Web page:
A 400 unit property can generate $5,000 plus annually in fees paid to you.

  1. Merchandise and Lock Sales: At minimum, you should sell quality pad locks and remind customers they need to lock their space at the time of rental. Simply say we sell these quality locks for $XX and slide it across the counter. If they don’t slide it back, add it on to their account. The standard markup is 100%.

You should be able to sell a lock to at least 40% or more of new rentals.

Moving supplies - boxes, mattress covers, tape and dispensers, etc. - are also marked up 100% and should be available for sale. These sell best when they are actively mentioned rather than just passively available. We find the majority of our sales are to non-tenants, especially if there is a “We Sell Boxes” sign out front. This is a great opportunity to make a good impression on people who may someday rent from you or refer a friend.

  1. Expenses: While not technically income, any savings here directly increases the bottom line. Typical opportunity here could be in lower cost phone service, purchasing electric and gas from a competitor supplier, converting both interior and exterior lighting to LED (70% more efficient than fluorescent), controlling heat and cooling temperatures in a climate controlled building, etc.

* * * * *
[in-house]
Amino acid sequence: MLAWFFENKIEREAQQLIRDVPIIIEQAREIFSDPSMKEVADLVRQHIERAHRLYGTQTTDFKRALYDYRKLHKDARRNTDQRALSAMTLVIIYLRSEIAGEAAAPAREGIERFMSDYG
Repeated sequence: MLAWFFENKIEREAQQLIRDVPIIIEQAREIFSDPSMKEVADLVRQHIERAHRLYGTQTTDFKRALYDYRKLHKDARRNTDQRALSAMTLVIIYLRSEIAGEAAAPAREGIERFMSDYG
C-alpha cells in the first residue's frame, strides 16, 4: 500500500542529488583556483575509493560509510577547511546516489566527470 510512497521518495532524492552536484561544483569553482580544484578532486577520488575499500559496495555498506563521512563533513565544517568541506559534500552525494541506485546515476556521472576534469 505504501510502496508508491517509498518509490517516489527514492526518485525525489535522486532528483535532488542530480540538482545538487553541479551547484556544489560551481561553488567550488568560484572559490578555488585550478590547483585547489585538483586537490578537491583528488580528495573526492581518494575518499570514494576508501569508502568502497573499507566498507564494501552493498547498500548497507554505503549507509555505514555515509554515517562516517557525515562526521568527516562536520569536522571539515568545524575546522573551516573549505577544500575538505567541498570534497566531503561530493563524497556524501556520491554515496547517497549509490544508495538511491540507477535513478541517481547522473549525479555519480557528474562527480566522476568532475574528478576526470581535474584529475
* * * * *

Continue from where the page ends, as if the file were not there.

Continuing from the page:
2. Misc.: There are various other options that can be considered such as truck rentals, propane sales, dump stations and wash facilities if your boat and RV storage is a significant part of your business. The viability of these primarily depend upon your location and market.


Charlie Fritts

In 1990, Charlie joined Sovran Self Storage (now Life Storage) as Vice President of Property Management. In 1995, he was promoted to Senior Vice President – Property Management. In this role, Charlie increased income from $ 4.5 million to $ 46 million and increased financial occupancy from 70% to 90%. Charlie also served as Senior Vice President – Development / Construction with responsibility to create and organize this new division with a mission to construct new space, redevelop existing space into climate control, heavy maintenance, and to administer all zoning / planning and real estate legal matters. Throughout his career, Charlie has specialized in marketing, operations, acquisition due diligence, disaster clean up and turnaround situations. In 2000, Charlie joined Storage Investment Management, Inc. (SIMI) as Chief Operating Officer, responsible for the daily operations of the management portfolio, feasibility studies, due diligence, acquisitions, financial analysis, budgeting and contract management relations and administration. In 2001, he became a full partner/principal and in 2018, Charlie became President of the company. Charlie has served on the MASSA board for 14 years and the CTSSA board for 10 years, most recently as President. He continues to serve as a director and treasurer for the new Northeast Self Storage Association.